When a Neo-Nazi group got wind of the Parliament’s decision, they wrote to a German newspaper threatening to kill Christo if the project went ahead. Each time Christo visited Germany from that point on, he was protected by numerous body guards and instructed to wear a bullet-proof vest. Jeanne-Claude insisted that Christo gave a sample of his blood to a local hospital, in the event that he required a transfusion.
It took a workforce of 90 professional climbers and 120 installation team members 14 days to wrap the building, using 100,000 square meters of polypropylene and 9.7 miles of rope. Their meticulously conceived plan had been secretly tested with a full-scale mock-up at a castle near Hannover a few months previously. Taking copyright and trademark control to a new level, they rented the 1 kilometre piece of land surrounding the Reichstag in order to minimise use of their work as a backdrop for commercial purposes.
Over its two week life-span, five million people came to see Wrapped Reichstag. It was heralded as a supremely successful signifier for the reunification of Germany; its seductive, shimmering, ghostly form was reproduced in newspapers, magazines and TV channels across the world. People making the pilgrimage to see the work lounged on the grass in the summer sun, basking in a renewed sense of possibilities and a site transformed.
Members of Parliament, clearly relieved that the endeavour was so universally well-received, invited Christo and Jeanne-Claude to extend the project. The artists said no. When asked about their adherence to the two week life-span, Christo compared the temporary nature of the work to the tents used by nomadic tribesmen, quickly erected and equally quickly removed, and to the transience of life: “It is a kind of naiveté and arrogance to think that this thing stays forever, for eternity. All these projects have this strong dimension of missing, of self-effacement… they will go away, like our childhood, our life. They create a tremendous intensity when they are there for a few days”.2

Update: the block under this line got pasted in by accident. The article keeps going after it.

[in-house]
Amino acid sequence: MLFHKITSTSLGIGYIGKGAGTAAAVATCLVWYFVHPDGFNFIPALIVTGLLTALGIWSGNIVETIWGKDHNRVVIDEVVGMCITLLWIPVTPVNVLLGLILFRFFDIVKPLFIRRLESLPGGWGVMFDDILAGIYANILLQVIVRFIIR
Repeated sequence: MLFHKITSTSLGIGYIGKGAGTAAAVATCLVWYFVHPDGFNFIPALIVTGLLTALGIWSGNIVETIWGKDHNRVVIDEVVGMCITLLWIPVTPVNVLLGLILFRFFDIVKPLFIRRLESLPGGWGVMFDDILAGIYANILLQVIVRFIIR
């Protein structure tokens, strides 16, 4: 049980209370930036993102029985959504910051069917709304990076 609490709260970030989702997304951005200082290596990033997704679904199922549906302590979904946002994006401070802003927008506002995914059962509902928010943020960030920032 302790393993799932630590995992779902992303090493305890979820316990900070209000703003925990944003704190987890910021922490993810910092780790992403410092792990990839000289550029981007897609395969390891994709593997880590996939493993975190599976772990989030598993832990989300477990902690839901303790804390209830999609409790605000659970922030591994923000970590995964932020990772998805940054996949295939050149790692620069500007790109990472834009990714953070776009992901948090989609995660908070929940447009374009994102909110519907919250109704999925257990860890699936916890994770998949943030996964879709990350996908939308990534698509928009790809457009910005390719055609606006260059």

In 1999, when the German capital and government moved from Bonn to Berlin, the Reichstag became the home of Germany’s parliament. It now serves as a symbol of the country’s reunification and is an architectural landmark in the city. The ghost of the wrapped Reichstag lingers on in the memories of those who saw it and, maybe more so, in those who didn’t.
Wrapped Reichstag was a twenty-four year-long lesson in ownership and control. As Christo said, “Everything in the world belongs to somebody”.3 He and Jeanne-Claude did everything in their power to work against a well-honed capitalist system that demands financial exchange and profit, by refusing sponsorship or government funding, and creating an experience that nobody could own, appropriate, or buy a ticket to experience. The blink of an eye time-frame defied the logic of the market and drove home the radical utopian nature of the endeavour.